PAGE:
This reality is something he deals with, without romanticising. “The thing about growing up on the Cape Flats is that in the 1970s and 1980s, people emphasised hair, the shade of your skin, and on which side of the road you lived: whether you lived in a semi-detached place or is it a freestanding house … and that’s kind of how you grew up with English as a first language.” This remains true for growing up in the 2000s. History echoes.
Each generation produces its own comics, who speak to their particular time. Lottering recalls that when he emerged, alongside David Kau, comics were required to produce a 60-minute one man show, performed in a theatre. Now, comedy happens in bars and small venues – delivered in rapid fire five-minute interludes, in a time where the Goliath and Goliath comedy brand is shaping new spaces for the genre to thrive. The direction has reversed.
The hunger evident in new comics in the industry astonishes Lottering. “Yoh, I marvel at their commitment, even the newer comics, people who don’t have a lot of money jumping in Ubers to go to an open mic in Melville and then go from Melville to the other side, all on the same night, just for this damn microphone … the hustle is real.”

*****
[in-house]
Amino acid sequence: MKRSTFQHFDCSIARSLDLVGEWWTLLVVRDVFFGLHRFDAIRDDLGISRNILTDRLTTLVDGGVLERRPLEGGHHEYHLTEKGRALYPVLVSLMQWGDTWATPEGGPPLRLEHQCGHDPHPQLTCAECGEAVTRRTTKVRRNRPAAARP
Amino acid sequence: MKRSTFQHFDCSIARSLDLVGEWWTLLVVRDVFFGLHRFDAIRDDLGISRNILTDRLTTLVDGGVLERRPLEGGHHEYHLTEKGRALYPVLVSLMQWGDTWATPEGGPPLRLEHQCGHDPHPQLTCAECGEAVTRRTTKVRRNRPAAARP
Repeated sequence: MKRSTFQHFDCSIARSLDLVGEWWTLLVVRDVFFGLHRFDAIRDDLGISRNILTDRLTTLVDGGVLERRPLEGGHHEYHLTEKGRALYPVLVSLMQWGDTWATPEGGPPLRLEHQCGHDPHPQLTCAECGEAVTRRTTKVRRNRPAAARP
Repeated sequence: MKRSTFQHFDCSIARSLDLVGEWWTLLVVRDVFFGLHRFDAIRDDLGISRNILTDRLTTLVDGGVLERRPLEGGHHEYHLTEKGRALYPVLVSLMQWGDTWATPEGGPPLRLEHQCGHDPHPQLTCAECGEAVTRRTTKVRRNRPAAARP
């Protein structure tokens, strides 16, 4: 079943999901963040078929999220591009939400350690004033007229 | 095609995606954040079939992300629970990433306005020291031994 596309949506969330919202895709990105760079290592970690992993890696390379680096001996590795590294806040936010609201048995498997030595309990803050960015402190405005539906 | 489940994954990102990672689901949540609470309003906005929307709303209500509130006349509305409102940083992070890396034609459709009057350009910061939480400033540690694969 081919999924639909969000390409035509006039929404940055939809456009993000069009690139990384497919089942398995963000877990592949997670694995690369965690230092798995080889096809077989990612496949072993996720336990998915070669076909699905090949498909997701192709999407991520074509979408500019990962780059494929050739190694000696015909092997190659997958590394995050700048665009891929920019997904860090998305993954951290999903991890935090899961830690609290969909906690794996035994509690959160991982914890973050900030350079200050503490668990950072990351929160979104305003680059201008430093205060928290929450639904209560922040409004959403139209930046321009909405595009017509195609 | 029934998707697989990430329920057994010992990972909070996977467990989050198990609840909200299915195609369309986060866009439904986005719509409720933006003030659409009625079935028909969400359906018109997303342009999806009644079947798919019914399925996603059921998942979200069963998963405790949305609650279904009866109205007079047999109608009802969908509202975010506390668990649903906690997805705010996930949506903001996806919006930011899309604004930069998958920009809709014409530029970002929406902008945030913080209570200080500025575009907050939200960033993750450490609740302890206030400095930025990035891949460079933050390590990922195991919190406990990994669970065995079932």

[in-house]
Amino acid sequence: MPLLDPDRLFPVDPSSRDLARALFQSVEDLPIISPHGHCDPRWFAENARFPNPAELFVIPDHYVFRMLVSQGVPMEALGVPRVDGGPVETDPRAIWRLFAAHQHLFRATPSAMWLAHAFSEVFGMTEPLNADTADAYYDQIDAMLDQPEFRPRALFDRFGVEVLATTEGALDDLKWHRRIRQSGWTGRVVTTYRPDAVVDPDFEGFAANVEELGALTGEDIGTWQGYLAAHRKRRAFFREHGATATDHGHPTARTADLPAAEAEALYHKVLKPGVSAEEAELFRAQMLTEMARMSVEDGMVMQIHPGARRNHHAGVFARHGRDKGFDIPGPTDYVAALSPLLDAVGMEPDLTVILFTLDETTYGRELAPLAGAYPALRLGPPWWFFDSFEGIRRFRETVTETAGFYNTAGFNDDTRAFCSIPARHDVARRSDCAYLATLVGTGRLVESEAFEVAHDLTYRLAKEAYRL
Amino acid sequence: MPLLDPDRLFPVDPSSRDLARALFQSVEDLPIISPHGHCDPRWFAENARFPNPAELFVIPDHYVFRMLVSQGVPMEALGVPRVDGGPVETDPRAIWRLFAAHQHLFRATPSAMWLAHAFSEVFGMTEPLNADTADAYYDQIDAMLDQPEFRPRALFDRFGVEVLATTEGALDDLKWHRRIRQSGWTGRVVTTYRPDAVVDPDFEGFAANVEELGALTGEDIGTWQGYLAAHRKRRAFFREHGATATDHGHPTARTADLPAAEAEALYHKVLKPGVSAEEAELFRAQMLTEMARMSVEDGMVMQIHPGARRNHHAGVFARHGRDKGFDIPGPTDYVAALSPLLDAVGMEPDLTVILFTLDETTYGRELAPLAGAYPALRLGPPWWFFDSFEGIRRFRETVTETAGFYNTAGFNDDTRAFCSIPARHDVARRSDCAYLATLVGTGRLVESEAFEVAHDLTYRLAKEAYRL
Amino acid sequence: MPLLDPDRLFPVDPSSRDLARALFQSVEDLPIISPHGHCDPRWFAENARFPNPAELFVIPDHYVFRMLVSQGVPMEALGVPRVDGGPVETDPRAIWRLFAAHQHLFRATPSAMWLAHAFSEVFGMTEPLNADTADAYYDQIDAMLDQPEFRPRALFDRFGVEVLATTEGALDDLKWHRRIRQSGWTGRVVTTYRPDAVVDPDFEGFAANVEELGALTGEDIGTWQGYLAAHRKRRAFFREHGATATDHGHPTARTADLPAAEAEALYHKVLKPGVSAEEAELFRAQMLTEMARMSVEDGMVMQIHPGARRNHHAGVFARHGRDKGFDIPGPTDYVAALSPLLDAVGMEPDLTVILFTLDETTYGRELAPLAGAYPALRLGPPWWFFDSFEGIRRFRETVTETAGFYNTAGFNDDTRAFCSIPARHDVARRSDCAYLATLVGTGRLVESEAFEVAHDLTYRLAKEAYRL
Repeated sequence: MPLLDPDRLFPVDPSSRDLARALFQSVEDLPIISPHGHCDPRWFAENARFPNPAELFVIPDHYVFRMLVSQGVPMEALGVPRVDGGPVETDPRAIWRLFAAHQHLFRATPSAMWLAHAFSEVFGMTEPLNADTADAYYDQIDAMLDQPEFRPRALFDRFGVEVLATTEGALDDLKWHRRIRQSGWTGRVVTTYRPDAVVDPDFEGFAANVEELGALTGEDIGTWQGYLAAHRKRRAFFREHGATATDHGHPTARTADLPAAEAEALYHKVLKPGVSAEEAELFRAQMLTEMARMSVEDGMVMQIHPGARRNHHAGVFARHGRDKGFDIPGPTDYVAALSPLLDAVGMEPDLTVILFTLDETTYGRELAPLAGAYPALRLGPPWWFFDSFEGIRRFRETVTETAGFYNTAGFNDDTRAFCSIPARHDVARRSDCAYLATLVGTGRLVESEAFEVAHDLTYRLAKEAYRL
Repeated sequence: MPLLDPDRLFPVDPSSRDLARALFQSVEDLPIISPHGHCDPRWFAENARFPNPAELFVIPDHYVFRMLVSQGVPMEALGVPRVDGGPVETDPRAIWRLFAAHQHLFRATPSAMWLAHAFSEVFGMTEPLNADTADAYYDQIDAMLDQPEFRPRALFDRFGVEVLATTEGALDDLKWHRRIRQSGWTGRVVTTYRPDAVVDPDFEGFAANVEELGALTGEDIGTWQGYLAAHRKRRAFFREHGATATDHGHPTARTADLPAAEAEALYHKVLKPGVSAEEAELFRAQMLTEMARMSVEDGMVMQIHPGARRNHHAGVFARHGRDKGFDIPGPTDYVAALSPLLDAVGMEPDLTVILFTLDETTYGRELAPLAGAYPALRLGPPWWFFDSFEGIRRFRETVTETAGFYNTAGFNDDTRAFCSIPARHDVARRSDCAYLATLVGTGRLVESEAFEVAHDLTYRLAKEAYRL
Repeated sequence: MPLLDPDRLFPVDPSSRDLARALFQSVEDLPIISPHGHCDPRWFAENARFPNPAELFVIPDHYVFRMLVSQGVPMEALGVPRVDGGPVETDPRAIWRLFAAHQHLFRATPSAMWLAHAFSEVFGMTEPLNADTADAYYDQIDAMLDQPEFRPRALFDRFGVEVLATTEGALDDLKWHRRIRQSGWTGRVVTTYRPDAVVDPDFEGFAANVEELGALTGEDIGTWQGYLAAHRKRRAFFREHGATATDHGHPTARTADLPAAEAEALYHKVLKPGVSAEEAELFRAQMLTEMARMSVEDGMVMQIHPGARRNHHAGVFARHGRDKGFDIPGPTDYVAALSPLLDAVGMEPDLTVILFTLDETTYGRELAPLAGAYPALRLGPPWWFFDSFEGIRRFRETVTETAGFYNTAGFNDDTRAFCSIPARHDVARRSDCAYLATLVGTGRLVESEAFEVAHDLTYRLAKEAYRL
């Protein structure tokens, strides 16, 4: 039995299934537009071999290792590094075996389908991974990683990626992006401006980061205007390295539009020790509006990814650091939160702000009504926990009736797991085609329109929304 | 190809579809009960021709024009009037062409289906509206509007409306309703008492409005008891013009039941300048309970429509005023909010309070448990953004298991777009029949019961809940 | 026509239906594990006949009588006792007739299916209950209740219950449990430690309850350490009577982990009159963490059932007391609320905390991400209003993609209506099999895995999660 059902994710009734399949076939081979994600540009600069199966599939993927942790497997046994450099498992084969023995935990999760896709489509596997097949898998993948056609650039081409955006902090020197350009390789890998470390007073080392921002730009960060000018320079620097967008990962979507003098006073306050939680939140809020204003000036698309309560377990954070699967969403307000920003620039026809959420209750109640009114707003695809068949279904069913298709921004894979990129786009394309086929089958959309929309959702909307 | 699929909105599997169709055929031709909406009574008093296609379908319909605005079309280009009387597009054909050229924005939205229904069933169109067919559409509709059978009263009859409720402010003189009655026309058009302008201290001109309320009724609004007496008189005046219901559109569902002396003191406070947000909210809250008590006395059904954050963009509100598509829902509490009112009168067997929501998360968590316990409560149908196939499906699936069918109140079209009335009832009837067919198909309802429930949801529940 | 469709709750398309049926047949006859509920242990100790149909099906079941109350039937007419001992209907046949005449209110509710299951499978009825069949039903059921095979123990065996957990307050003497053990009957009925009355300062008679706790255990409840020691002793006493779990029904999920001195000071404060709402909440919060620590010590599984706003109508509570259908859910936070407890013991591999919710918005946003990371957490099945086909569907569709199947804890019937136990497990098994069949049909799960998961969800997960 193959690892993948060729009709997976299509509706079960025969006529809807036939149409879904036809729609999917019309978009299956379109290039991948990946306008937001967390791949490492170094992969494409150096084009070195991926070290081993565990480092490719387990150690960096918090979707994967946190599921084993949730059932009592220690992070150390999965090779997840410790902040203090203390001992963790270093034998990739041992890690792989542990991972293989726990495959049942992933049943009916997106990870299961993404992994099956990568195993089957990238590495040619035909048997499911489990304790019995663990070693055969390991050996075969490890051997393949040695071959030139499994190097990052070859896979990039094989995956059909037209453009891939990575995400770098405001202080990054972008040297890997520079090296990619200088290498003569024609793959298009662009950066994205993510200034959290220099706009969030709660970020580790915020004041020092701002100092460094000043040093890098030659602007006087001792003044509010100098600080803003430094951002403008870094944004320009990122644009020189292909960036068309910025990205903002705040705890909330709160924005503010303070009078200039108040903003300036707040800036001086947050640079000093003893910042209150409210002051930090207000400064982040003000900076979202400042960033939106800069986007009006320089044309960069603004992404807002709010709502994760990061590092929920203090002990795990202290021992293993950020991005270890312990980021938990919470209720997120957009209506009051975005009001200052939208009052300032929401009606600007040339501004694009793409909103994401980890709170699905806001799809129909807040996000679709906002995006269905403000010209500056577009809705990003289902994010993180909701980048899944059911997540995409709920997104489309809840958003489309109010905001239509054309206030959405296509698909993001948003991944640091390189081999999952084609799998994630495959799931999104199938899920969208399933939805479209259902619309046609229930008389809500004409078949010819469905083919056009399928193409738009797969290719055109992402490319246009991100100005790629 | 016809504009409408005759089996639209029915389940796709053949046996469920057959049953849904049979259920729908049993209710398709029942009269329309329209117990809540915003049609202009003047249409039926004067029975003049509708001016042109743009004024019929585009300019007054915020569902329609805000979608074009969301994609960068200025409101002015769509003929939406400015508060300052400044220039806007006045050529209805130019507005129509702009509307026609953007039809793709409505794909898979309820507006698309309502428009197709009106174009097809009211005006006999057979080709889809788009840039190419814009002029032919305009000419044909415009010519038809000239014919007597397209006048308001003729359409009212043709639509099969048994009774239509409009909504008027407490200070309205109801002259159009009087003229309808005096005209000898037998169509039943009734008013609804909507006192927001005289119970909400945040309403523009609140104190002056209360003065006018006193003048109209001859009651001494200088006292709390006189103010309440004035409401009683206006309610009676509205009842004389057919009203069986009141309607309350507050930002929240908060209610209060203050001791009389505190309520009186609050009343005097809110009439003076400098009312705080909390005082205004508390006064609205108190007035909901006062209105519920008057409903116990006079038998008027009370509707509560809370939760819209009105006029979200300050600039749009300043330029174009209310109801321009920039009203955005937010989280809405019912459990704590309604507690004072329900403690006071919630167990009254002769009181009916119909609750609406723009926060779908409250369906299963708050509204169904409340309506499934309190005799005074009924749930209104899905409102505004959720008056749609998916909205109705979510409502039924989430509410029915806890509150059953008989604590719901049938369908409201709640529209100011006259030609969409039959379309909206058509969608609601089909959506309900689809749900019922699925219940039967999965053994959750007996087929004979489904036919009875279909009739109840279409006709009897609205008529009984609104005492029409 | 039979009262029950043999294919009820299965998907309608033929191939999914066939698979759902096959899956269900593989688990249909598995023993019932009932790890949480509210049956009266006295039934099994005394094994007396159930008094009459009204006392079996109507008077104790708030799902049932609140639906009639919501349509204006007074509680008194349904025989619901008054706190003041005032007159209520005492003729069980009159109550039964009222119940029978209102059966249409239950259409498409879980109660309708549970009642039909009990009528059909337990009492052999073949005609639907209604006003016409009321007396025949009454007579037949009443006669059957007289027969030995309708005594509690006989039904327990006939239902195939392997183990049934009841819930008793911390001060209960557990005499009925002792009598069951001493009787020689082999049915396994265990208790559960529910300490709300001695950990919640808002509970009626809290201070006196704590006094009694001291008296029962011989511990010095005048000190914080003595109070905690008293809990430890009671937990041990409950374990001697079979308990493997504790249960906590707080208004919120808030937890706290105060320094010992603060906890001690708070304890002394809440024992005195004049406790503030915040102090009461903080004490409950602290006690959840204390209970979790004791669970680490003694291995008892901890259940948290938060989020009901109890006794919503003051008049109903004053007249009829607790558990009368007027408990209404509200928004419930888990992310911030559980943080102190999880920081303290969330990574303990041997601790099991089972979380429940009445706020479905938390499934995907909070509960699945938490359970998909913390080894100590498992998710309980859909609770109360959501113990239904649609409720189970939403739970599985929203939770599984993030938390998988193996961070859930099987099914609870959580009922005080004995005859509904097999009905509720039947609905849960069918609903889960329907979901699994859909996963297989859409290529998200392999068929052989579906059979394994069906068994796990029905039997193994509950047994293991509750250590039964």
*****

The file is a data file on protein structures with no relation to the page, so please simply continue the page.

Reflecting on his 21 years in the industry, he says, “You’re only as good as last night’s gig and to keep your body and your mind going for the rhythm of comedy, you just keep doing it.”
While Lottering might not have followed in the footsteps of his father, a church pastor, their careers are not as far from one another as many presume.
“When I started out, there was a show on TV called People of the South [presented by] Dali Tambo. He interviewed my father and mother and so he had this whole Pentecostal experience … And the reason he did it was because the perception out there is that [the church] is at loggerheads with my comedy, [because] there are age restrictions on my shows because of language … my parents were like that initially as well.”
“And then Dali Tambo said when you break down preaching the gospel, what it actually means is bringing people good news, that’s the traditional meaning of it. And he said ‘I think that’s what you do, you bring the good news, so you’re preaching a different kind of gospel’.
Not A Musical runs at the Baxter Theatre in Cape Town from 26 August to 20 September 2019.
Aunty Merle: It’s a Girl is at the Baxter Theatre from 22 November to 1 February 2020.